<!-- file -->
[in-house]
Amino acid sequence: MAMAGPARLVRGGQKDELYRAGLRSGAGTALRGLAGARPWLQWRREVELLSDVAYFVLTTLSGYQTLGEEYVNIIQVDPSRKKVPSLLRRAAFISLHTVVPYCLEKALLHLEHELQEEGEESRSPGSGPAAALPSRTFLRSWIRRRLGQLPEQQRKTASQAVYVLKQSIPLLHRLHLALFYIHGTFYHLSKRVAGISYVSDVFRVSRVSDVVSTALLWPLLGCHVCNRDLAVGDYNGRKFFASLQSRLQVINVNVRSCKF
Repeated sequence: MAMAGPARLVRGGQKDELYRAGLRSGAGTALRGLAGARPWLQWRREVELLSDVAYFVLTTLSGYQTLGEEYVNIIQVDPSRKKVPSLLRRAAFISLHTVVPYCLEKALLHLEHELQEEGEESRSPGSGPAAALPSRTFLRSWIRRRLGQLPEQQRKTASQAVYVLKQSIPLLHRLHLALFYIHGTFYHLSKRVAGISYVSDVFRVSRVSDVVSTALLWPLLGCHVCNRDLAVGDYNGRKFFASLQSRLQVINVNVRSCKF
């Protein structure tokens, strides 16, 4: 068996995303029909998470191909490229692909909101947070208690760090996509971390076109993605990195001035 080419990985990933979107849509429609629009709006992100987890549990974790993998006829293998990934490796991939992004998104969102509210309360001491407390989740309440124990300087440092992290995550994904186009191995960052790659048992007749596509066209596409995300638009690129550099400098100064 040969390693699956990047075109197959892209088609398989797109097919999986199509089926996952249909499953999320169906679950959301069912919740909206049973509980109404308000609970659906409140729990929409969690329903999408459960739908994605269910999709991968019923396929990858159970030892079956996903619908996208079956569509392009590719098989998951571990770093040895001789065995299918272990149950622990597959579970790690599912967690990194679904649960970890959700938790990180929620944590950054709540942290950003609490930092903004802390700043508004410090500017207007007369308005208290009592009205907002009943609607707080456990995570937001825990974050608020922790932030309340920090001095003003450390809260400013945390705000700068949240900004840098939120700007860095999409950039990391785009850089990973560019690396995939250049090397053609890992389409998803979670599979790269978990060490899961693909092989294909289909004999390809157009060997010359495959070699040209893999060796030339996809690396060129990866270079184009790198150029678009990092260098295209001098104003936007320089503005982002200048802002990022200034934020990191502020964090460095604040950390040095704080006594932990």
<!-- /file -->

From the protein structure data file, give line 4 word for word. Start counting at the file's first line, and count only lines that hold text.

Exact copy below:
């Protein structure tokens, strides 16, 4: 068996995303029909998470191909490229692909909101947070208690760090996509971390076109993605990195001035 080419990985990933979107849509429609629009709006992100987890549990974790993998006829293998990934490796991939992004998104969102509210309360001491407390989740309440124990300087440092992290995550994904186009191995960052790659048992007749596509066209596409995300638009690129550099400098100064 040969390693699956990047075109197959892209088609398989797109097919999986199509089926996952249909499953999320169906679950959301069912919740909206049973509980109404308000609970659906409140729990929409969690329903999408459960739908994605269910999709991968019923396929990858159970030892079956996903619908996208079956569509392009590719098989998951571990770093040895001789065995299918272990149950622990597959579970790690599912967690990194679904649960970890959700938790990180929620944590950054709540942290950003609490930092903004802390700043508004410090500017207007007369308005208290009592009205907002009943609607707080456990995570937001825990974050608020922790932030309340920090001095003003450390809260400013945390705000700068949240900004840098939120700007860095999409950039990391785009850089990973560019690396995939250049090397053609890992389409998803979670599979790269978990060490899961693909092989294909289909004999390809157009060997010359495959070699040209893999060796030339996809690396060129990866270079184009790198150029678009990092260098295209001098104003936007320089503005982002200048802002990022200034934020990191502020964090460095604040950390040095704080006594932990």